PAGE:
Good morning, I have been trying to figure out when the best time to test a fasting glucose is. I have been instructed to monitor my daughter’s fasting glucose, per her new endocrinology office anything over 100 is a red flag so they wanted to see what her average fasting glucose was. I took her glucose this morning immediately upon waking and it was 86, I was curious about something so I took her blood sugar again 40 minutes later right before she ate and it was 110. Which would be the more accurate fasting glucose? Should I stop testing her immediately upon waking, and just test her before she eats breakfast? I am just a little confused haha.
Those are both accurate fasting glucose. Be sure to record the date and time of day that you checked next to the number. You can write down both numbers if you want to be throughout.
I have been recording them with all that information, I just wasnt sure what the best time to grab that fasting glucose is, immediately upon waking or before she eats
Those numbers are very similar. Its up to you. Just to put things into perspective, my fasting glucose this morning was 300. That would be a VERY red flag.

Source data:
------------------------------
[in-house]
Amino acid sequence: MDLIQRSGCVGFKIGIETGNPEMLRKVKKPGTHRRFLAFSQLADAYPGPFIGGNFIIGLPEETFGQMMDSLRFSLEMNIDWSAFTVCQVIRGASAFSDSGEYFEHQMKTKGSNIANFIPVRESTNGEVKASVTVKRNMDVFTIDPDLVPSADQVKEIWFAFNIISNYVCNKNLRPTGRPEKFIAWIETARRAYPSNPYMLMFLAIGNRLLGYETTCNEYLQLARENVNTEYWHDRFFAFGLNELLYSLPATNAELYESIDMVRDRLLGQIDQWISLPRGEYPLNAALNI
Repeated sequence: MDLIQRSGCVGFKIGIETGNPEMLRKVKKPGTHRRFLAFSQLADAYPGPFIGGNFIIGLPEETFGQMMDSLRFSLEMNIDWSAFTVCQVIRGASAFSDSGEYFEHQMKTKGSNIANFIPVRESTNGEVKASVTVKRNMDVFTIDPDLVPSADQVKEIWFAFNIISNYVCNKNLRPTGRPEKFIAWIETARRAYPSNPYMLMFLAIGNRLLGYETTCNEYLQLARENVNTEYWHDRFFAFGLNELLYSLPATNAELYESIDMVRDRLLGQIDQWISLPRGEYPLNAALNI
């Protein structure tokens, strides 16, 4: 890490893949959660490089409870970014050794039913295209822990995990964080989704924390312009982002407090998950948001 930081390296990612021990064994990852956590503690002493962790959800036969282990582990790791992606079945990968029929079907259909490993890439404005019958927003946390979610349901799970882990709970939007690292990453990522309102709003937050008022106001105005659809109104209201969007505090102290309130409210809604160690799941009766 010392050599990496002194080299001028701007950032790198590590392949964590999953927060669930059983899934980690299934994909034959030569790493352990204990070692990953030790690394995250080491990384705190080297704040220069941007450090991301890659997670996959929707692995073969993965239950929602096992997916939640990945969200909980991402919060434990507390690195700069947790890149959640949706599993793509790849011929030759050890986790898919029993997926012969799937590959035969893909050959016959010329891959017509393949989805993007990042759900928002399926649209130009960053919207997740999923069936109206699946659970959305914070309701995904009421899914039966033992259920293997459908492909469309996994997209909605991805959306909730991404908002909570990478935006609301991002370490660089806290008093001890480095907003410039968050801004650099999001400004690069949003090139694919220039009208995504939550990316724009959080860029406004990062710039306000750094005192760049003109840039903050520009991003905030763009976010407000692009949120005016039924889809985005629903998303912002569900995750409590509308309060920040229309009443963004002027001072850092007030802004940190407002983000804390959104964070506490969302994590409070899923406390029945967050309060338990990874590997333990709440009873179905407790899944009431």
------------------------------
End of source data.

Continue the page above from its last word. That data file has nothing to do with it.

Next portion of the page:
More data is always better data. So, recording both is great!
I don’t know the protocol your doctor prefers but I’m thinking that immediately upon waking is better than later. Many of us have observed significant changes in blood glucose after waking, even without eating.
A fasting blood glucose of 86 is excellent, by the way.
Yes 86 is perfect, its what we are striving for, unfortunately we normally have between 105-125, sometimes higher. ITs why we monitor her
As @Terry4 mentioned, immediately (within 10 minutes) of waking is preferable to get an accurate fasting glucose.
My 5am BG was 4.7 mmol/L (85 mg/dl), and one hour later it was 7.4 mmol/L (133 mg/dl). I don’t eat anything in the morning, and I hadn’t had any coffee at that point.
This significant climb is caused by a combination dawn phenomenon and/or feet to floor syndrome (both involve the body releasing 4 different hormones that all effectively increase insulin resistance and / or stimulate the release of glycogen from liver).